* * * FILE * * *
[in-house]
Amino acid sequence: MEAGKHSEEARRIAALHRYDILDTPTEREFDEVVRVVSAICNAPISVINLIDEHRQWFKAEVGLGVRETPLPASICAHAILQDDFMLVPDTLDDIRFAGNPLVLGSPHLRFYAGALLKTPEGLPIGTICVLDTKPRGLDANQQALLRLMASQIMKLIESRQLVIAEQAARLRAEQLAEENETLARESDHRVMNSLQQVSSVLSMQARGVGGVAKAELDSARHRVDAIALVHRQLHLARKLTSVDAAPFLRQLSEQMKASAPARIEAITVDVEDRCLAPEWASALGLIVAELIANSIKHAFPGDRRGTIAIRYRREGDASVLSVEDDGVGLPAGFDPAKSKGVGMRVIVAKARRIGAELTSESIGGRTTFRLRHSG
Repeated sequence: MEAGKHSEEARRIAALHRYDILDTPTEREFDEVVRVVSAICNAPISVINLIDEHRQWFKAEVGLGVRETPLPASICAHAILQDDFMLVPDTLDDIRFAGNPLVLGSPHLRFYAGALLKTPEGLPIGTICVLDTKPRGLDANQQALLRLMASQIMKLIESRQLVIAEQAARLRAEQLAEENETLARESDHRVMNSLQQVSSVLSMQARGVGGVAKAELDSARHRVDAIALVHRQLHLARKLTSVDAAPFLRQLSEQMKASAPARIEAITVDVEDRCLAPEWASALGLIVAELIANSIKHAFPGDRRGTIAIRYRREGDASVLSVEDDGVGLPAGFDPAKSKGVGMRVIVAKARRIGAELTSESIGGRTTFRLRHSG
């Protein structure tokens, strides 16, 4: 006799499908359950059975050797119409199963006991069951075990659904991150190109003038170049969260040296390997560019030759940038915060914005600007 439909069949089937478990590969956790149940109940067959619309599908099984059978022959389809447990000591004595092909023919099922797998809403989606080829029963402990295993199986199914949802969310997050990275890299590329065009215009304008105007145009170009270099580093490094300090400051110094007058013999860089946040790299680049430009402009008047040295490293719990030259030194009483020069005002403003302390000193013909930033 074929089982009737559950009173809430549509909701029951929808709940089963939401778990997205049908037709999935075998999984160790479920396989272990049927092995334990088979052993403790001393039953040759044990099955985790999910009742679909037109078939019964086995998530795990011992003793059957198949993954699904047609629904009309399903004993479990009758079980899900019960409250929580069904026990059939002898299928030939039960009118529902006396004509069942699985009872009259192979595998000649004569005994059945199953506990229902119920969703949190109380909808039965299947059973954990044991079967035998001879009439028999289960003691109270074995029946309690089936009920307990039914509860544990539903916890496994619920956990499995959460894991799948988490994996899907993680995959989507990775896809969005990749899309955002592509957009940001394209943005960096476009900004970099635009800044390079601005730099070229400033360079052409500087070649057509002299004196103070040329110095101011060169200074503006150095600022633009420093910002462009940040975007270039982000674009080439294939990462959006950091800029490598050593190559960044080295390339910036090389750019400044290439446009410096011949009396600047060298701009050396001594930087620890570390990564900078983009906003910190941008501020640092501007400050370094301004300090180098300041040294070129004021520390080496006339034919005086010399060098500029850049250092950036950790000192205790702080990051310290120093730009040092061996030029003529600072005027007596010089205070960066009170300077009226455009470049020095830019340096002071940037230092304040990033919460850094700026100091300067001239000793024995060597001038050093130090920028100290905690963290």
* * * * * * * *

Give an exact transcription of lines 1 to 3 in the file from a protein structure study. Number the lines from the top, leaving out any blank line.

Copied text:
[in-house]
Amino acid sequence: MEAGKHSEEARRIAALHRYDILDTPTEREFDEVVRVVSAICNAPISVINLIDEHRQWFKAEVGLGVRETPLPASICAHAILQDDFMLVPDTLDDIRFAGNPLVLGSPHLRFYAGALLKTPEGLPIGTICVLDTKPRGLDANQQALLRLMASQIMKLIESRQLVIAEQAARLRAEQLAEENETLARESDHRVMNSLQQVSSVLSMQARGVGGVAKAELDSARHRVDAIALVHRQLHLARKLTSVDAAPFLRQLSEQMKASAPARIEAITVDVEDRCLAPEWASALGLIVAELIANSIKHAFPGDRRGTIAIRYRREGDASVLSVEDDGVGLPAGFDPAKSKGVGMRVIVAKARRIGAELTSESIGGRTTFRLRHSG
Repeated sequence: MEAGKHSEEARRIAALHRYDILDTPTEREFDEVVRVVSAICNAPISVINLIDEHRQWFKAEVGLGVRETPLPASICAHAILQDDFMLVPDTLDDIRFAGNPLVLGSPHLRFYAGALLKTPEGLPIGTICVLDTKPRGLDANQQALLRLMASQIMKLIESRQLVIAEQAARLRAEQLAEENETLARESDHRVMNSLQQVSSVLSMQARGVGGVAKAELDSARHRVDAIALVHRQLHLARKLTSVDAAPFLRQLSEQMKASAPARIEAITVDVEDRCLAPEWASALGLIVAELIANSIKHAFPGDRRGTIAIRYRREGDASVLSVEDDGVGLPAGFDPAKSKGVGMRVIVAKARRIGAELTSESIGGRTTFRLRHSG